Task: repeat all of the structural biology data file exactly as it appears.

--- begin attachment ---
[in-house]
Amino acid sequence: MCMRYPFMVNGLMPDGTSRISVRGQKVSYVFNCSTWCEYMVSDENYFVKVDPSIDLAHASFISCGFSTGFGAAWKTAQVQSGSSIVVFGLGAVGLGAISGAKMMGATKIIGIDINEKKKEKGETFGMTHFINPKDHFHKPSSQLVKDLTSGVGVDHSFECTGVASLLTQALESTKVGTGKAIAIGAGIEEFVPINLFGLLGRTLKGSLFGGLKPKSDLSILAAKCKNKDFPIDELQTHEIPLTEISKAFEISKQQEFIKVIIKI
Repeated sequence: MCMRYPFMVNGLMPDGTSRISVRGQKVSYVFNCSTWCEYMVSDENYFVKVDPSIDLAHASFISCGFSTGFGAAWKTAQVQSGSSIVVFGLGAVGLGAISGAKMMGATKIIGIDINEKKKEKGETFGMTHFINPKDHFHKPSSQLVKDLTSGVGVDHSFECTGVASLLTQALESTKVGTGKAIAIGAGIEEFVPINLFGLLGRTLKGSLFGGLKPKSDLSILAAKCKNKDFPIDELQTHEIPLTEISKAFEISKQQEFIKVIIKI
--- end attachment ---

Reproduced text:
[in-house]
Amino acid sequence: MCMRYPFMVNGLMPDGTSRISVRGQKVSYVFNCSTWCEYMVSDENYFVKVDPSIDLAHASFISCGFSTGFGAAWKTAQVQSGSSIVVFGLGAVGLGAISGAKMMGATKIIGIDINEKKKEKGETFGMTHFINPKDHFHKPSSQLVKDLTSGVGVDHSFECTGVASLLTQALESTKVGTGKAIAIGAGIEEFVPINLFGLLGRTLKGSLFGGLKPKSDLSILAAKCKNKDFPIDELQTHEIPLTEISKAFEISKQQEFIKVIIKI
Repeated sequence: MCMRYPFMVNGLMPDGTSRISVRGQKVSYVFNCSTWCEYMVSDENYFVKVDPSIDLAHASFISCGFSTGFGAAWKTAQVQSGSSIVVFGLGAVGLGAISGAKMMGATKIIGIDINEKKKEKGETFGMTHFINPKDHFHKPSSQLVKDLTSGVGVDHSFECTGVASLLTQALESTKVGTGKAIAIGAGIEEFVPINLFGLLGRTLKGSLFGGLKPKSDLSILAAKCKNKDFPIDELQTHEIPLTEISKAFEISKQQEFIKVIIKI